NASCAR adds new six-tier penalty process, ramps up on repeat offenders
NASCAR is overhauling its penalty and appeals process, the latest step in the sanctioning body’s wide-ranging attempt to revamp its competition procedures.
The sanctioning body will have a new six-tier penalty system, known as NASCAR’s Deterrence System, with a P1 penalty being the least severe and a P6 the most serious. NASCAR will provide teams with a list of where specific infractions fall on the P1-P6 scale.
Steve O’Donnell, NASCAR’s executive vice president, racing operations, said during a Tuesday morning teleconference, “Our goal is to be more effective, fair and transparent,” in regulating the sport. “… It’s never our intent to penalize, but in order to keep the playing field fair for everyone, we recognize that strong rules need to be in place. We certainly believe we’ve done a good job governing the sport in the past, but always believe we can get better.”
NASCAR is in the midst of numerous organizational changes in its management, structure and how it operates. Among the sanctioning body’s stated goals for 2014, O’Donnell said last July, was for NASCAR to examine “our governance model, our rules, our officiating and inspection, and finally our deterrent system.”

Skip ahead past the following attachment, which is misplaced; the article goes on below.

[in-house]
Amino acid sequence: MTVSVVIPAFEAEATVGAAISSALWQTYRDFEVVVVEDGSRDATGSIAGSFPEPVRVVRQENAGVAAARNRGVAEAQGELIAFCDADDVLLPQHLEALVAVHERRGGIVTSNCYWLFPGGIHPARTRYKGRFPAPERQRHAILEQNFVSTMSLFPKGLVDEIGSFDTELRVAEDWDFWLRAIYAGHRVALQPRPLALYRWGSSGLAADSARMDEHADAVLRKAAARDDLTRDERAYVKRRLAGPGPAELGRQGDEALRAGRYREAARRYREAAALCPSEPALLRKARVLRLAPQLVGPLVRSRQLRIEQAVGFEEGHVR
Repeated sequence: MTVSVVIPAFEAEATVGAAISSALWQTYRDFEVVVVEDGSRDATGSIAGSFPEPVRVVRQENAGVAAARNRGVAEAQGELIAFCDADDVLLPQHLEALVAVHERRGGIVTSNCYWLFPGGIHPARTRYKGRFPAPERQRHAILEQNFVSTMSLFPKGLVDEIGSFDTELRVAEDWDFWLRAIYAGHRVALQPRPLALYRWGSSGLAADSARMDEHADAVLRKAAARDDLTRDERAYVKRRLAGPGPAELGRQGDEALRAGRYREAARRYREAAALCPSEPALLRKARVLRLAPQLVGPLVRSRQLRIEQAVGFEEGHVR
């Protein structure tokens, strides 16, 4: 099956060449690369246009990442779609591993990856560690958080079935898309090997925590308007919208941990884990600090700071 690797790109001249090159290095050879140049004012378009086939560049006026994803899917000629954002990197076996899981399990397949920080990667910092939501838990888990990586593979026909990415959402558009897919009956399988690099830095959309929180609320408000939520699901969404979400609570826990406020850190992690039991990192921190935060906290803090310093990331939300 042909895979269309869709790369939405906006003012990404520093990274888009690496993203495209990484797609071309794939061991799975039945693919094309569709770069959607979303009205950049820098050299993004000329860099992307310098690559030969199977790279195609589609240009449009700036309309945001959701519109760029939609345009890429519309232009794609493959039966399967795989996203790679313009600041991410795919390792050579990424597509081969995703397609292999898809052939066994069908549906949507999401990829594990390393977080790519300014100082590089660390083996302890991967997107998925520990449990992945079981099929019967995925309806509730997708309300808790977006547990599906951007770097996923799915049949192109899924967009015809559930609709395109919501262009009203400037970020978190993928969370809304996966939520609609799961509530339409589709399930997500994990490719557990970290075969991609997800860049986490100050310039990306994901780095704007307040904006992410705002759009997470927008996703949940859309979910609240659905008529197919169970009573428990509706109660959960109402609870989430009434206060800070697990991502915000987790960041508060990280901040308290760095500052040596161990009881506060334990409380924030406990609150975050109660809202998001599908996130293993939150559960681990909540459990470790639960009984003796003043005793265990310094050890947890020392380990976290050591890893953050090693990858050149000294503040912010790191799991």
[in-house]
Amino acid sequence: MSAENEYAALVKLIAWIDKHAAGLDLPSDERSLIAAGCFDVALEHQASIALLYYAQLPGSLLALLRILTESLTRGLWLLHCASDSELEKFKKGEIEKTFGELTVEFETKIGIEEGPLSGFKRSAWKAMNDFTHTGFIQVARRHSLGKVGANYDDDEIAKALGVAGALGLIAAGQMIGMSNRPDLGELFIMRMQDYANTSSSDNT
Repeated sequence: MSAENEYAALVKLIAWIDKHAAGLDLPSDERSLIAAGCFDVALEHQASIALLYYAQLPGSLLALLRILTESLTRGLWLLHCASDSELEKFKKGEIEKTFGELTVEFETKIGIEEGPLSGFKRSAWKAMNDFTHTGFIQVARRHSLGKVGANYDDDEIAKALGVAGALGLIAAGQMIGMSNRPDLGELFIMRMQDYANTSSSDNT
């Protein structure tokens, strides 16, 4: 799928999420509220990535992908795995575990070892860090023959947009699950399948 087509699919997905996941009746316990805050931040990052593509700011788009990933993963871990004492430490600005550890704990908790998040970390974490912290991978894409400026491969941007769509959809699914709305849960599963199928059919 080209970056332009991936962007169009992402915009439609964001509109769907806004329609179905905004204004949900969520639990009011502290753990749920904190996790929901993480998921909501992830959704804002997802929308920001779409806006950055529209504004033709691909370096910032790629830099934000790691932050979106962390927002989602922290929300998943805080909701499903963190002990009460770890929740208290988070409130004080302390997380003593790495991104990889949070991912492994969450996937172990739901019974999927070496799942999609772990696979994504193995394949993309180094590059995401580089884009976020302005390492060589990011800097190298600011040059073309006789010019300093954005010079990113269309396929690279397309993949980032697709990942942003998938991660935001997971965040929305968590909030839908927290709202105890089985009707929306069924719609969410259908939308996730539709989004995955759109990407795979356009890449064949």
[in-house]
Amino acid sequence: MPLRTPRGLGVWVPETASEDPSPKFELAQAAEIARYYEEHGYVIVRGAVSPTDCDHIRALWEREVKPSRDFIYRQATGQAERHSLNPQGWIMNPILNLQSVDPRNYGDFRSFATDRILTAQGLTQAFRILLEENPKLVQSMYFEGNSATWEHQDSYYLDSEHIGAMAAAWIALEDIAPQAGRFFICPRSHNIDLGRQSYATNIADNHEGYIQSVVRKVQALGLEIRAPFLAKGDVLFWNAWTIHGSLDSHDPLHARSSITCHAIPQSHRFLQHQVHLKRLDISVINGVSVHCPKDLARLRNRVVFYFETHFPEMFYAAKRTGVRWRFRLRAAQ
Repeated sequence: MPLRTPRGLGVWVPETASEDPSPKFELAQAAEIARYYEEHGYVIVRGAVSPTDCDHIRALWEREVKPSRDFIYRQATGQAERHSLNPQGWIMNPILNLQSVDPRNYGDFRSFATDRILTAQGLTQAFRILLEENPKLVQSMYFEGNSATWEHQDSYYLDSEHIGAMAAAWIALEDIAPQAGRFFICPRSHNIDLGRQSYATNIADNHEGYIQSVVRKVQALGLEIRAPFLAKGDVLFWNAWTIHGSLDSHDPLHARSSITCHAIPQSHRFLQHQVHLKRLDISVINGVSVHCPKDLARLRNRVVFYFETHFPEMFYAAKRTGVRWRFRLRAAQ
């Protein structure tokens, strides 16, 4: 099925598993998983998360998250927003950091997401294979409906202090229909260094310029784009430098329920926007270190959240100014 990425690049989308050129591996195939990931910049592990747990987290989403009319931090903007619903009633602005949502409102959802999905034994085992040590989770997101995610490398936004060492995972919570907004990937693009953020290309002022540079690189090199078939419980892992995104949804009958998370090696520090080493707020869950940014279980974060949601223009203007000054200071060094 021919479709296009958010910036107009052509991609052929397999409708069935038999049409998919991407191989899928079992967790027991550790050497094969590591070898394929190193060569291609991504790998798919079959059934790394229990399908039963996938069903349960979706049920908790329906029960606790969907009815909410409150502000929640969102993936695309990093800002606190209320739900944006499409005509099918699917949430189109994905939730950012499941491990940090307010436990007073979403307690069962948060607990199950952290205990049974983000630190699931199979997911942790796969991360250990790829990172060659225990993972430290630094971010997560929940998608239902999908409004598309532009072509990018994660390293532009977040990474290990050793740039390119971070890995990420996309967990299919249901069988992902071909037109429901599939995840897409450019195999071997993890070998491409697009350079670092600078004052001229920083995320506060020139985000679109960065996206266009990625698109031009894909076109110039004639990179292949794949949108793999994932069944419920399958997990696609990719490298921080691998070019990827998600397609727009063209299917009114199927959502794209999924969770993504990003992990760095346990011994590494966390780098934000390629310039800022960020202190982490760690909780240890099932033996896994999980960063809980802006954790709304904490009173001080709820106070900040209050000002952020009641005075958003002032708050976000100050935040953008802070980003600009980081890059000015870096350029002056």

During the past two years, NASCAR has had three high-profile penalty cases either thrown out altogether or drastically reduced on appeal.
In 2012, a six-week suspension of crew chief Chad Knaus and a 25-point fine against driver Jimmie Johnson and team owner Rick Hendrick for improperly modified C-posts at Daytona was overturned on final appeal by Chief Appellate Officer John Middlebrook, the former General Motors executive who is a close friend of Hendrick. As a result, no penalties of any kind were enforced against the Hendrick team or its personnel.
Last year, a too-light connecting rod was discovered in the engine of Matt Kenseth’s Joe Gibbs Racing entry after he won the spring race at Kansas Speedway. A three-person NASCAR appeals panel greatly reduced the penalties issue by NASCAR after the discovery, included cutting a 50-point fine down to just 12 points and reducing crew chief Jason Ratcliff’s six-race suspension to just one race.
Also last year, Middlebrook reduced NASCAR-imposed suspensions on Penske Racing personnel for rear suspension irregularities discovered prior to the spring race at Texas Motor Speedway.
Going forward, the new appeals process continues to provide two tiers for resolving disputes. On the first level before a three-member The National Motorsports Appeals Panel, NASCAR has the burden of showing that a penalty violation has occurred. On the second and final level, only a NASCAR member is allowed to appeal and they have the burden of showing the final appeals officer that the panel decision was incorrect.
In 2012, a six-week suspension of crew chief Chad Knaus (pictured) and a 25-point fine against driver Jimmie Johnson and team owner Rick Hendrick was overturned.
Bryan Moss, the former president of Gulfstream Aerospace, will be the new NASCAR final appeals officer, replacing Middlebrook.